(Terry O’Neill pictured right)
To Hustle Loyalty Respect:
Giancarlo Stanton ($86 31 y.o. 5.83 ppg)
To Eastbound and Dowd:
Tyler O’Neill ($0 cc 26 y.o. 5.77 ppg)
$15 auction budget
TL;DR – HLR picks up an expensive and maybe declining outfield/util slot depth hoping for a hot streak while EAD picks up a solid and cheap guy looking at an above-average upside
This trade probably doesn’t happen if Ohtani is on the board earlier in the day. This trade happened early on in the deals, and it made sense at the time. EAD likely wasn’t keeping Stanton, and he made that clear when he referenced Stanton as being priced to move. HLR hopped on the opportunity and grabbed Stanton for a guy I’d be okay with moving on from for the chance to win a title. After getting Stanton, HLR popped Ohtani late in the day and moved Stanton down his depth chart.
Let’s look at the HLR side. Full disclosure, I was in on Stanton, but my offer was well below the deal EAD accepted ( I offered two 2023 4ths and Jack Suwinski). Stanton probably would have been a pretty regular outfielder or utility slot guy for HLR before the Ohtani trade, and I think he will still slot in at the back end of HLR’s starting squad. Stanton is having a down year from what he has accomplished in the past, but he is still above average and certainly capable of carrying a team if he gets hot. In looking at Stanton for trade talks, I was concerned by a few of his sliding metrics. He is walking less than he has in his prime and the power output is down despite the exit velo data being about the same when he does make contact. He was injured for almost all of 2019 and some of short 2020 season. That led me to devaluing him in terms of longevity as I didn’t see him as a keeper. I don’t think HLR does either. That said, I am always interested in grabbing a guy with the capability to put up 100+ in a week for a playoff run. With Stanton hitting the ball as hard as he ever has, he still has plenty in the tank. Any of the contenders could have done worse than adding Stanton. He has the same upside capability as Springer does for the final portion of the season, and I think the cost he paid to do it was fine.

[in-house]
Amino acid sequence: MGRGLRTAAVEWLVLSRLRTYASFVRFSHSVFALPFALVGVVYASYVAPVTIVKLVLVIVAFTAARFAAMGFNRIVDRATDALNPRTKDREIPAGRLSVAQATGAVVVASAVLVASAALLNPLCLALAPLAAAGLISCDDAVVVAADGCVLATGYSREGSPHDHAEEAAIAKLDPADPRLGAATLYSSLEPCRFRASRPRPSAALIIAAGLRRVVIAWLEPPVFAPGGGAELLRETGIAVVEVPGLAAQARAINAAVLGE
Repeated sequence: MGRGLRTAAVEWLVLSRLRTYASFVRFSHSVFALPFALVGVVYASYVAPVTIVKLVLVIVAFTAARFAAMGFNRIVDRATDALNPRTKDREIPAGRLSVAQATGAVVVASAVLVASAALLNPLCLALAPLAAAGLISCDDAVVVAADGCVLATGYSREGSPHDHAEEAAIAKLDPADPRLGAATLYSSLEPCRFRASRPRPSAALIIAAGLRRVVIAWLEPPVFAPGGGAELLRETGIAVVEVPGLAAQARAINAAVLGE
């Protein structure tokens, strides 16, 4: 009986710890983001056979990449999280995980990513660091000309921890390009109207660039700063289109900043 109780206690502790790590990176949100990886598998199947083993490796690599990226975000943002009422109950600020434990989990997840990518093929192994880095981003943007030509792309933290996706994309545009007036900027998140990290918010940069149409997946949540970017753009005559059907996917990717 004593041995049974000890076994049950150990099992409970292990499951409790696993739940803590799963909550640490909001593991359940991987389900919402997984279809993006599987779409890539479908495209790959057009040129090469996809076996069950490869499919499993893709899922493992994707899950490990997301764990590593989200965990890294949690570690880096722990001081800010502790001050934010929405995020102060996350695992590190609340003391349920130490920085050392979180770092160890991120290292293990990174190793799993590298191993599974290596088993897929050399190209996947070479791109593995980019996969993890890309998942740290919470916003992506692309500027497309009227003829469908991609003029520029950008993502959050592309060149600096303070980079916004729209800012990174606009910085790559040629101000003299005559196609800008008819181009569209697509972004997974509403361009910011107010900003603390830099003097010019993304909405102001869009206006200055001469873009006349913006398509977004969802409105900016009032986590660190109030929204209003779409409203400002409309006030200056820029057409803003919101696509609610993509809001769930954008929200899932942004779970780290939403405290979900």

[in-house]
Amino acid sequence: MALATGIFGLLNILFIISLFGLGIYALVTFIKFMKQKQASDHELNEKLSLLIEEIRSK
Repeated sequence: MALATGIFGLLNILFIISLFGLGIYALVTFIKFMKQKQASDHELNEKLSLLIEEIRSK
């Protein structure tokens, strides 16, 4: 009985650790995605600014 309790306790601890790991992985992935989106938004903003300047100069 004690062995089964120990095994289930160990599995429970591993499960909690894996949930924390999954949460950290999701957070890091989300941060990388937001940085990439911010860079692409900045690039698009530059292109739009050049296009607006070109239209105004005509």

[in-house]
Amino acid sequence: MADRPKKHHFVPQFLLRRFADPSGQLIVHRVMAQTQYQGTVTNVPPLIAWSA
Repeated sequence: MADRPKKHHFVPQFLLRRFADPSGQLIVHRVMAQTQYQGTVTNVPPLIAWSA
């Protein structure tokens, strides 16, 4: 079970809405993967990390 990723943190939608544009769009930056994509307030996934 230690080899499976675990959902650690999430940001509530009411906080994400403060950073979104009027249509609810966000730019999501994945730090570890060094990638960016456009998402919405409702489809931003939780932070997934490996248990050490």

As to the EAD side, Tyler O’Neill is currently an above average player who has a $0 salary under our cost-controlled system. I’ve never been a fan of his, and I was surprised to see just how well he was doing. I had seen his point totals, but I hadn’t looked under the hood. Scouting his stats, he his walking less, striking out more, and making as much or more hard contact as he ever has. The massive jump in production has come from not only the career-high batting average but also the career high OPS. I don’t know enough about how xwOBA is calculated to figure out if the delta between O’Neill’s wOBA and xwOBA is meaningful, but his wOBA is .365 (25 pts higher than his 2018 high) and xwOBA is .399. What does all this mean? I think, again based on stat-scouting, O’Neill has gotten more aggressive and is doing damage as a result. He is coming into his power-peak, so I have reason to believe his production this year is sustainable. I’m one of those people who believe once a player has demonstrated a skill they own it, and I think O’Neill has had enough of a sample size this year to say he owns the profile he has demonstrated. Sure, pitchers could change their approaches against him after this year’s data, but I think there has been enough opportunity for that this year that expecting 5.5-6 ppg going forward is a reasonable expectation for O’Neill, which makes him a value at his cost-controlled price. I think this season is pretty close to his ceiling, so I wouldn’t hope for more as his owner. I think there is a solid chance that O’Neill’s production regresses slightly after season, but, again, I’ve always been an O’Neill discounter. The best part about the EAD return is that O’Neill is not a prospect. He has proven his MLB worth, and for a guy he was already moving on from, the return is just fine. Side note, I thought O’Neill was clearly on roids. The swollen body and chubby cheeks were classic stereotypical body, but I was referred to his father’s body. His dad was a body builder, so the body makes more sense, but the fact that O’Neill wears his baseball pants as tight as yoga pants is still off-putting. In any event, he’s a fine baseball player that I’d take over almost every prospect or pick surely offered for Stanton.